[Andrew] Tallon, 46, wasn't the first to realize that laser scanners could be used to deconstruct Gothic architecture. But he was the first to use the scans to get inside medieval builders' heads.
"Every building moves," he says. "It heaves itself out of shape when foundations move, when the sun heats up on one side." How the building moves reveals its original design and the choices that the master builder had to make when construction didn't go as planned... — National Geographic
Robert González wants to create a 3D digital replica of Downtown El Paso, using lasers.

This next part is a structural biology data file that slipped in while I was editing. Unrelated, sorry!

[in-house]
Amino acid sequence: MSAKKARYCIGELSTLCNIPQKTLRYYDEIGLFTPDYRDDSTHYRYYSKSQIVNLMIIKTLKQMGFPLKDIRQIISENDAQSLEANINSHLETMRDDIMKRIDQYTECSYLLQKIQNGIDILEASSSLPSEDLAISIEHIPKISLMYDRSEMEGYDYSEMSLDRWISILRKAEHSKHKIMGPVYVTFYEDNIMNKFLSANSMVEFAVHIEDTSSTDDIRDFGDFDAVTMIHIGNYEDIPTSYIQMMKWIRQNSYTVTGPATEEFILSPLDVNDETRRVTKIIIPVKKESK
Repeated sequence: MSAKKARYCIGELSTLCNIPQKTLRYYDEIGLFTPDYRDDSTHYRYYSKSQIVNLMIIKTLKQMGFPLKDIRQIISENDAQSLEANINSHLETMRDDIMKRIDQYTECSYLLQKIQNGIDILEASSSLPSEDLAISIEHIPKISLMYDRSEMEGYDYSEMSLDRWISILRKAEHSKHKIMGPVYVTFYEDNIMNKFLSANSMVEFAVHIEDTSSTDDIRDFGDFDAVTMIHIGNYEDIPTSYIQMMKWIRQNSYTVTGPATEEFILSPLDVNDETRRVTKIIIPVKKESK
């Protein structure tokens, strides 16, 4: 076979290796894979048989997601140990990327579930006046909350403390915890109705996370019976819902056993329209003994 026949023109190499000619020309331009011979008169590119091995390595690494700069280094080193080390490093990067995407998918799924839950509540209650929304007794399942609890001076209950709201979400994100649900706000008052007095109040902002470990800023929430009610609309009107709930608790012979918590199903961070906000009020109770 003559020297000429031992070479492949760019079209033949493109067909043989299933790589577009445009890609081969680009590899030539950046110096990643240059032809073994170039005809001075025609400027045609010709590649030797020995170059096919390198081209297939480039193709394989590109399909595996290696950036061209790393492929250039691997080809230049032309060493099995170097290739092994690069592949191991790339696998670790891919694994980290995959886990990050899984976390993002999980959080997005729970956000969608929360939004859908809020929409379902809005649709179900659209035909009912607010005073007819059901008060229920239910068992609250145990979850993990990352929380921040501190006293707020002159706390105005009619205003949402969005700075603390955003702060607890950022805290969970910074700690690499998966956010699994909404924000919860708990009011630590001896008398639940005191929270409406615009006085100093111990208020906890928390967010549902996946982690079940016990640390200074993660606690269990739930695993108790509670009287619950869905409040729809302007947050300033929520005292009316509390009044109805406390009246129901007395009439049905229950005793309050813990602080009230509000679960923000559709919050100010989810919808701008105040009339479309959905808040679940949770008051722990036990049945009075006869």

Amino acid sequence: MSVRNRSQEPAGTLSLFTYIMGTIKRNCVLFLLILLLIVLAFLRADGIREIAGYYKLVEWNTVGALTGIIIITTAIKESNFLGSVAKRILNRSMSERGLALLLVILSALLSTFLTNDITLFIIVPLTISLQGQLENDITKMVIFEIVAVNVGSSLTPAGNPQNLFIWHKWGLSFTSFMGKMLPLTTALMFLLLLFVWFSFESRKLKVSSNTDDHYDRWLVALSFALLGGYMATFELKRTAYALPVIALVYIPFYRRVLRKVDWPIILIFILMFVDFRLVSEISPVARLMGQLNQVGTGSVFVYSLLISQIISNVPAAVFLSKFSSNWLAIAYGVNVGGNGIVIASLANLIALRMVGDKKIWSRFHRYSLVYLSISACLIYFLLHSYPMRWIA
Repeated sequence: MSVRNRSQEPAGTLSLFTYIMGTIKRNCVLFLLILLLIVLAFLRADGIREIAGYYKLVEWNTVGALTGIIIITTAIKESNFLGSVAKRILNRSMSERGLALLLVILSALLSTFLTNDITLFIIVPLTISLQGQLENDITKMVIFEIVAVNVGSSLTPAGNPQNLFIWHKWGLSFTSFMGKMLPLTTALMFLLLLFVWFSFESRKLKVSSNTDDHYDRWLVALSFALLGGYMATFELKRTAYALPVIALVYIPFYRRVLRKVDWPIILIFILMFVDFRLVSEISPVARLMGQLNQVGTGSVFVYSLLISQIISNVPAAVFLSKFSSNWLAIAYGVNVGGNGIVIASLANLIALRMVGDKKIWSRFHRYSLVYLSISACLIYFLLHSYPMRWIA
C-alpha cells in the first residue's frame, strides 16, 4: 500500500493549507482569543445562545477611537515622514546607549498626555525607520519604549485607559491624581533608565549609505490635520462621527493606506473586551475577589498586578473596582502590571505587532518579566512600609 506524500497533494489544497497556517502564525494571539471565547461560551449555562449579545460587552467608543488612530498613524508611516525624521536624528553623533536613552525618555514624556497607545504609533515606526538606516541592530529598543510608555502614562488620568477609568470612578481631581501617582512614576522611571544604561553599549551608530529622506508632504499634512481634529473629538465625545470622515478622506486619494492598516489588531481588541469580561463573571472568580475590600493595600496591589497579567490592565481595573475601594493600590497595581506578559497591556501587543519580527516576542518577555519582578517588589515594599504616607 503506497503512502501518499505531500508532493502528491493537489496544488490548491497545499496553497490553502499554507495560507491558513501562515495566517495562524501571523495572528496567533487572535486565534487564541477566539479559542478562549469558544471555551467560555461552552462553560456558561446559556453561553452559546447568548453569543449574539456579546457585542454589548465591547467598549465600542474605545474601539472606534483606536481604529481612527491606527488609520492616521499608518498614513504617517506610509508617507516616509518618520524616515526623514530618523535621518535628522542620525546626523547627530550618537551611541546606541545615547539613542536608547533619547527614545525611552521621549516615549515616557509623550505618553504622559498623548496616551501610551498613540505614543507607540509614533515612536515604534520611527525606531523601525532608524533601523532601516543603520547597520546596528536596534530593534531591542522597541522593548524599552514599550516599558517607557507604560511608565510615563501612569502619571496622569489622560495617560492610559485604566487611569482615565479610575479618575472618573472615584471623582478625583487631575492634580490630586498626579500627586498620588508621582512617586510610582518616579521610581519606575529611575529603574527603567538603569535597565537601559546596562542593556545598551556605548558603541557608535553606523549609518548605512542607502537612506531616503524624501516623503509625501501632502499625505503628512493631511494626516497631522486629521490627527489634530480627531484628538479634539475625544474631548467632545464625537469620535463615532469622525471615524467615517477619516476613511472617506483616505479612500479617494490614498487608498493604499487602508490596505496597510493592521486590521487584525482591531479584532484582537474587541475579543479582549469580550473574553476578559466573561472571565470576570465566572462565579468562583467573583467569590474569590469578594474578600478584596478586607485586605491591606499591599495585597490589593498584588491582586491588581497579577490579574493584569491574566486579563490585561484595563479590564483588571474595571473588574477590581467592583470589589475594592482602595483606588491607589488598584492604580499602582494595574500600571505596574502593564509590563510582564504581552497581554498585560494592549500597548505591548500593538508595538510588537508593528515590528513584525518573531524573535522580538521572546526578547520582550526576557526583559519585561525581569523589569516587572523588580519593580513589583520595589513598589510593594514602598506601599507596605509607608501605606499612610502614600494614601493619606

The director of Texas Tech’s fledgling architecture program in El Paso says the student project would be part of a new historic preservation program he is developing here. The project would create a permanent record, in 3D, of El Paso’s most historic and endangered buildings. — El Paso, Inc.
It's easier to conceive of creating such schemes for an un-built structure on a computer screen. But as we try to re-purpose an aging building stock in our cities – not just treasured cathedrals, but also old offices and unremarkable apartments – we're going to need new ways of documenting and thinking about the buildings we already have. Historically, this has been a tedious process, but technology (albeit currently costly) means that we might be able to appraise an old building in hours. — theatlanticcities.com
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